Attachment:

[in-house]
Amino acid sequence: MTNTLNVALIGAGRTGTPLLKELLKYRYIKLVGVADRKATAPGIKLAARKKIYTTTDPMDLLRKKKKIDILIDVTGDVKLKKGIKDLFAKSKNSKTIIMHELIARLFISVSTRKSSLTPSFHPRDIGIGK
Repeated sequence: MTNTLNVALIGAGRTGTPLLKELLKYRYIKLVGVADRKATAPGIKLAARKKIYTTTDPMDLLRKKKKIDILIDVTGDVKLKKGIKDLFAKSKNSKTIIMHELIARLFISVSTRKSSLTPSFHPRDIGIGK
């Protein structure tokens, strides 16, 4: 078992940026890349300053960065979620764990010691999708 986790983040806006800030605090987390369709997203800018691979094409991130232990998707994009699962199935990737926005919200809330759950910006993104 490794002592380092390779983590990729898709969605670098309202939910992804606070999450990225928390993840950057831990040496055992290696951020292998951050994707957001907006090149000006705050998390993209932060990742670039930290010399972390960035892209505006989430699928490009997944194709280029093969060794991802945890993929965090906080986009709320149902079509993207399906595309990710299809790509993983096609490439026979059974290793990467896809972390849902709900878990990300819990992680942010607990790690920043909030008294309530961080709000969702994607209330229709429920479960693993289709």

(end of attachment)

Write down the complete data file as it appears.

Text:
[in-house]
Amino acid sequence: MTNTLNVALIGAGRTGTPLLKELLKYRYIKLVGVADRKATAPGIKLAARKKIYTTTDPMDLLRKKKKIDILIDVTGDVKLKKGIKDLFAKSKNSKTIIMHELIARLFISVSTRKSSLTPSFHPRDIGIGK
Repeated sequence: MTNTLNVALIGAGRTGTPLLKELLKYRYIKLVGVADRKATAPGIKLAARKKIYTTTDPMDLLRKKKKIDILIDVTGDVKLKKGIKDLFAKSKNSKTIIMHELIARLFISVSTRKSSLTPSFHPRDIGIGK
């Protein structure tokens, strides 16, 4: 078992940026890349300053960065979620764990010691999708 986790983040806006800030605090987390369709997203800018691979094409991130232990998707994009699962199935990737926005919200809330759950910006993104 490794002592380092390779983590990729898709969605670098309202939910992804606070999450990225928390993840950057831990040496055992290696951020292998951050994707957001907006090149000006705050998390993209932060990742670039930290010399972390960035892209505006989430699928490009997944194709280029093969060794991802945890993929965090906080986009709320149902079509993207399906595309990710299809790509993983096609490439026979059974290793990467896809972390849902709900878990990300819990992680942010607990790690920043909030008294309530961080709000969702994607209330229709429920479960693993289709």